URB 635 - Community Organization (3 Credits)
This course will examine the historical development and contemporary practice of community organizing. Students will examine why and how people in urban communities and neighborhoods have organized to protect their rights and their entitlements to public services, to acquire resources for development, and to improve their quality of life. Students will develop a historical and theoretical perspective on community organizing and will explore the range of issues around which communities organize. They will acquire practical knowledge and skills for effective grassroots organizing, including coalition-building and alliances between community organizations and labor. Through readings and presentations by guest speakers, they will gain familiarity with various models and strategies of community organizations in New York City. Following each presentation by a guest speaker, students will submit a 1-2 page paper, reflecting on a key theoretical or practical concept in the presentation.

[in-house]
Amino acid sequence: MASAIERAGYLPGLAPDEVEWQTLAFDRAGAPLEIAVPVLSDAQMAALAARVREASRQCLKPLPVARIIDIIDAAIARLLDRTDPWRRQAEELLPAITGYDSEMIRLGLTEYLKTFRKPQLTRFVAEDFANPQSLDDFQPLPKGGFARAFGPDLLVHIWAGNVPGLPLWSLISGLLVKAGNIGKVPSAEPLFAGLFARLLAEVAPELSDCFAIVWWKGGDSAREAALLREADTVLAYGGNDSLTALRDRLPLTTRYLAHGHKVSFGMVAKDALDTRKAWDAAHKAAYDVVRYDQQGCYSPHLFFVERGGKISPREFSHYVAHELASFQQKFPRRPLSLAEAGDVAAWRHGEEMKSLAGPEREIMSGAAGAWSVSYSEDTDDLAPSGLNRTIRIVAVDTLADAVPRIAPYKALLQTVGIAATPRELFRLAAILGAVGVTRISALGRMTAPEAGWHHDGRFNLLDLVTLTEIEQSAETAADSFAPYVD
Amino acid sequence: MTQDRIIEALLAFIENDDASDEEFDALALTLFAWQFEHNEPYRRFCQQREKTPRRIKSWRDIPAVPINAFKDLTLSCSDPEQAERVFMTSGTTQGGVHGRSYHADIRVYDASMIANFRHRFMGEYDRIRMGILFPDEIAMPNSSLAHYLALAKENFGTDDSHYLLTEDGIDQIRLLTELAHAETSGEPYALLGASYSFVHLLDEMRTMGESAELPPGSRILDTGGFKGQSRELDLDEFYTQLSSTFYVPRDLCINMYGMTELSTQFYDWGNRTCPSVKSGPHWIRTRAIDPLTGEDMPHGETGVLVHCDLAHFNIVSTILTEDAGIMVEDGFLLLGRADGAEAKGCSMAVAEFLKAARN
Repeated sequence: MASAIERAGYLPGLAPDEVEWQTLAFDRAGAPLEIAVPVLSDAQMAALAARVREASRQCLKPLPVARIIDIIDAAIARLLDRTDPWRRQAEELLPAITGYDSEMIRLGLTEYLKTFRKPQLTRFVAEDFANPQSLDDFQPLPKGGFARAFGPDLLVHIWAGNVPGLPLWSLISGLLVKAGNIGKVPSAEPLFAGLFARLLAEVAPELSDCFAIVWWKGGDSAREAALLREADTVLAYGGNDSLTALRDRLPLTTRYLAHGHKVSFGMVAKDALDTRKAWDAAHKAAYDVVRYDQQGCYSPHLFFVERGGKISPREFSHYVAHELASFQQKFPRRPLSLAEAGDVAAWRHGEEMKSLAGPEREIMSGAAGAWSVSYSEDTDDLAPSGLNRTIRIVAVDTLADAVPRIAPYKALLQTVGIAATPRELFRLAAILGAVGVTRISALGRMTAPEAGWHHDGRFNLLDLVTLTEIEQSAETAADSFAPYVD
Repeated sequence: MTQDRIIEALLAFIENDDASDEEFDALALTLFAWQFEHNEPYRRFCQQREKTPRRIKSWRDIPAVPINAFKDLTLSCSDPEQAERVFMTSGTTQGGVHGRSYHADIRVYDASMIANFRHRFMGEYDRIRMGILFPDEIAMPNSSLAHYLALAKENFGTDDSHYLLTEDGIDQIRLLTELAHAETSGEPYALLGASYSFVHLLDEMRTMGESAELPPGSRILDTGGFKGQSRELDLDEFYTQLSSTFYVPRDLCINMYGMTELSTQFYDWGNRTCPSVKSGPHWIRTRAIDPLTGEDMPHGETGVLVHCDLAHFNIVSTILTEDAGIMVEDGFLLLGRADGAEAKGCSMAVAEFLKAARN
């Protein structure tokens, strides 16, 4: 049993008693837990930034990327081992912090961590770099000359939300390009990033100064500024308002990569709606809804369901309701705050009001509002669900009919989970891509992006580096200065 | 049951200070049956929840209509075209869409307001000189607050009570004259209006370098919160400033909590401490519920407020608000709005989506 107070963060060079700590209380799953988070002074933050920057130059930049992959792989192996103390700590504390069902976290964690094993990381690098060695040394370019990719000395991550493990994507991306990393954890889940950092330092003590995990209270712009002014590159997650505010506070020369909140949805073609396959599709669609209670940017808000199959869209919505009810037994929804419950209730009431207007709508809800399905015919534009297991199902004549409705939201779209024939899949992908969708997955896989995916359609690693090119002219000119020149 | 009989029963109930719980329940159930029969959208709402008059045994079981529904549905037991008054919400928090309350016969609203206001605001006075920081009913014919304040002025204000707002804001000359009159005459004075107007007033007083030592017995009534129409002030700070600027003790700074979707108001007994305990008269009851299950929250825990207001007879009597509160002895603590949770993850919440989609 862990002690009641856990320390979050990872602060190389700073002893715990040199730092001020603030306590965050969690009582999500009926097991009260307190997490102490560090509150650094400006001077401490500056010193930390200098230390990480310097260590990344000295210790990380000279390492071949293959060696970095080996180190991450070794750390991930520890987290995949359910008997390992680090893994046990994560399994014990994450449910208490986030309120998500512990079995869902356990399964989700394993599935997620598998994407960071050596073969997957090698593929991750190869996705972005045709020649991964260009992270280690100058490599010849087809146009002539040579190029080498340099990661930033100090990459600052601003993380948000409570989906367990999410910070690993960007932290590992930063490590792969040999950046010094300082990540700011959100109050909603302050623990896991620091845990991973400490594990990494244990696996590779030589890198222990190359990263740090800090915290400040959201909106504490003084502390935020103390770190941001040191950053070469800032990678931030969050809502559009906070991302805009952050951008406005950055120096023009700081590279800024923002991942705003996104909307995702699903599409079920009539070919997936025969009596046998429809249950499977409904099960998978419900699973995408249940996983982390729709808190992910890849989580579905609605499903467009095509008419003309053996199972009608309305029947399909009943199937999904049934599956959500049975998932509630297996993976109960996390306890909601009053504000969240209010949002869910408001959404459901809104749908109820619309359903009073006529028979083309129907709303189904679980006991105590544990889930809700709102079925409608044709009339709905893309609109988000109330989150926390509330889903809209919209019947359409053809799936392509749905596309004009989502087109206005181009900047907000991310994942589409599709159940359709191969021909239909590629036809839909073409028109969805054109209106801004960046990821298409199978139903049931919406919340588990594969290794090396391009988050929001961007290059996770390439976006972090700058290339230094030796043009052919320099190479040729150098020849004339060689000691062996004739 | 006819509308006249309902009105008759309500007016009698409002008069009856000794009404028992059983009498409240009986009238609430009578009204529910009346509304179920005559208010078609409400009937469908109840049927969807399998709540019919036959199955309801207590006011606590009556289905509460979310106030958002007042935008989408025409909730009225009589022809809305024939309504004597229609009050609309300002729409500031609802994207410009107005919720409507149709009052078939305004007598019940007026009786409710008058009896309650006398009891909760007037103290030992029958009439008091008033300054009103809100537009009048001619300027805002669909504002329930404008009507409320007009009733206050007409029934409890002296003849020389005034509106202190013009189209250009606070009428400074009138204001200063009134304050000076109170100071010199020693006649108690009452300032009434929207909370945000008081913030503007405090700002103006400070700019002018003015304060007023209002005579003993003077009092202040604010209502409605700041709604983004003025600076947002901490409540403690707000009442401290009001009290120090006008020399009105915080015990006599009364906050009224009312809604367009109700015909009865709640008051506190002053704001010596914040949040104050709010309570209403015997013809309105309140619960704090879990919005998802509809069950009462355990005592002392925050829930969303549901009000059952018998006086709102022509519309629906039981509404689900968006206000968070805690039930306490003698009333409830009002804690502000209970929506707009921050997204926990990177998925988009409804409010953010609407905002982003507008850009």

The course is divided into three parts: I. History and Theory of Organizing, II. Organizing Tools and Techniques, and III. Issues and Case Studies. As a final project, students will work in groups to design a grass-roots campaign to address a particular issue or problem. Each group will make a presentation and submit a written report, summarizing the project and its desired outcomes. In doing so, students should utilize class readings and discussions and refer to historical, theoretical, and political models and examples.